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Millennium Park in autumn
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The 21 best places to see fall foliage in Chicago

Go leaf peeping at these Chicago parks, cemeteries, forest preserves and more.

Emma Krupp
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Emma Krupp
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As temperatures start to drop during fall in Chicago, so do the leaves on the city's trees. Before the season passes us by, make a trip to nearby Chicago parks, gardens and other flora-filled attractions to see the best fall foliage Chicago has to offer. While it's true you could probably spot reddening leaves on any tree-lined Chicago street, certain areas—from nature preserves to cemeteries—offer particularly special opportunities for leaf peeping. Tour weeping willows and sycamores in Graceland Cemetery, take a train ride to the Chicago Botanic Garden or check out fiery red maples at the Osaka Garden inside of Jackson Park. Plus, if you're itching to take a day trip, you could even travel to neighboring states to see the best fall foliage near Chicago, all within a four-hour drive of the city. Ready to embrace autumn? Check out our list of the best fall foliage in Chicago. 

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The best fall foliage in Chicago

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In October, make time to take a walk from the Botanic Garden's visitor center to the Conservation Science Center to see the many colorful perennials and fruit-bearing shrubs. Marvel at the Japanese maples as they turn red like fire and, if you're lucky, see the filigreed sumacs transform into a remarkable mix of orange, green and red. If you're here in November, an autumn walk in the Dixon Prairie is also a peaceful escape.

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It might be a 30-minute drive to reach Morton Arboretum, but once you arrive, it'll feel like you're a world away (in a good way). Forget your troubles amid peaceful nature as you stand surrounded by more than 4,200 types of trees. Take a hike on one of the many trails or explore the gardens, wetlands and other natural areas. In the East Woods, Virginia creeper vines turn red and bur oaks drop their yellowing leaves. Be sure to check out the calendar for events throughout the year.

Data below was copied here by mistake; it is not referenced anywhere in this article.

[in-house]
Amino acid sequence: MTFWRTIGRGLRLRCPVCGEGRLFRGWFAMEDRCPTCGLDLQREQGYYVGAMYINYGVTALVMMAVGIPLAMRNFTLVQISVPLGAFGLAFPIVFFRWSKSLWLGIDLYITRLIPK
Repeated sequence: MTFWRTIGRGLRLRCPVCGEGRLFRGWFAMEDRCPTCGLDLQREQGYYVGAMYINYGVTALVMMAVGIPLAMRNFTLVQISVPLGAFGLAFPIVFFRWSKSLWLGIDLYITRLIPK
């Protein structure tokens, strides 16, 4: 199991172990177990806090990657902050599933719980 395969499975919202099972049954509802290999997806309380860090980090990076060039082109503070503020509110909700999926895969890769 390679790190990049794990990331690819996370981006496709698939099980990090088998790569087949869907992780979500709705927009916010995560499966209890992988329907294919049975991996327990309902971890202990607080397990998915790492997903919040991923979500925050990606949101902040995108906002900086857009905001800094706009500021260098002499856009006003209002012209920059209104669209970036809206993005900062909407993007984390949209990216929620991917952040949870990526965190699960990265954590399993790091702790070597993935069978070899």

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  • Lincoln Park

Leaf peeping in Lincoln Park is a no-brainer, as plenty of other amenities exist here, too. The kids can play on one of the many playgrounds in the area, or you can start the day with a date at the zoo, pointing out all sorts of furry creatures before strolling along the outdoor paths. Chicago's largest park has trees aplenty, with red maple, ash, birch and elm all standing tall, and you can walk, jog or bike by them.

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  • Lincoln Square

A Lincoln Square favorite, Winnemac Park has provided Chicago with nearly 40 acres of green space since 1910. Cruise through the breathtaking garden and nature trail, where you'll spot fall flowers, colorful leaves and woodland creatures. There are few better places to set up a seasonal picnic spread—you can even bring along pumpkin spice lattes!

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  • North Park

Located around the banks of the Chicago River's North Branch, this forest preserve is packed with more than 35 miles of trails that visitors can use to traverse the sea of oaks, maples and cottonwoods. Take a long afternoon hike and soak up the seasonal colors or pack some food (and a thermos of hot cider) and head for one of the LaBagh Woods' many picnic areas. Cyclists can also hop on the North Branch Trail here and admire the leaves farther north.

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  • East Garfield Park

Beyond the tropical plants, succulents and ferns happily growing under glass in the indoor greenhouse, the Garfield Park Conservatory's sprawling outdoor grounds transform into fall colors. Venture behind the gorgeous venue to admire the fiery trees in Garfield Park, many of which surround the calming lagoons, where visitors can wander pathways while gazing up at the bright leaves.

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  • Millennium Park

Looking to catch some fall color earlier in the season? This 2.5-acre landscape in the midst of Millennium Park (just south of the Pritzker Pavilion's Great Lawn) turns into an autumn-hued prairie come September. The lush garden fills with colorful fall blooms like balloon flowers, black-eyed Susans and Moonshine Yarrow. Before you leave, snap a photo from the footbridge, where you can see vibrant layers of foliage set against the city skyline.

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  • Woodlawn

Jackson Park is perhaps best known as the site of the World's Columbian Exposition of 1893. Today, the nearly 600-acre park is a wonderland if you're looking for room to roam (and aren't we all sometimes?). If you want to admire fall foliage, the park's Wooded Island is a great place to start—make sure to stop by the Japanese-style Osaka Garden, the Bobolink Meadows and find Yoko Ono's Skylanding sculpture.

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  • O'Hare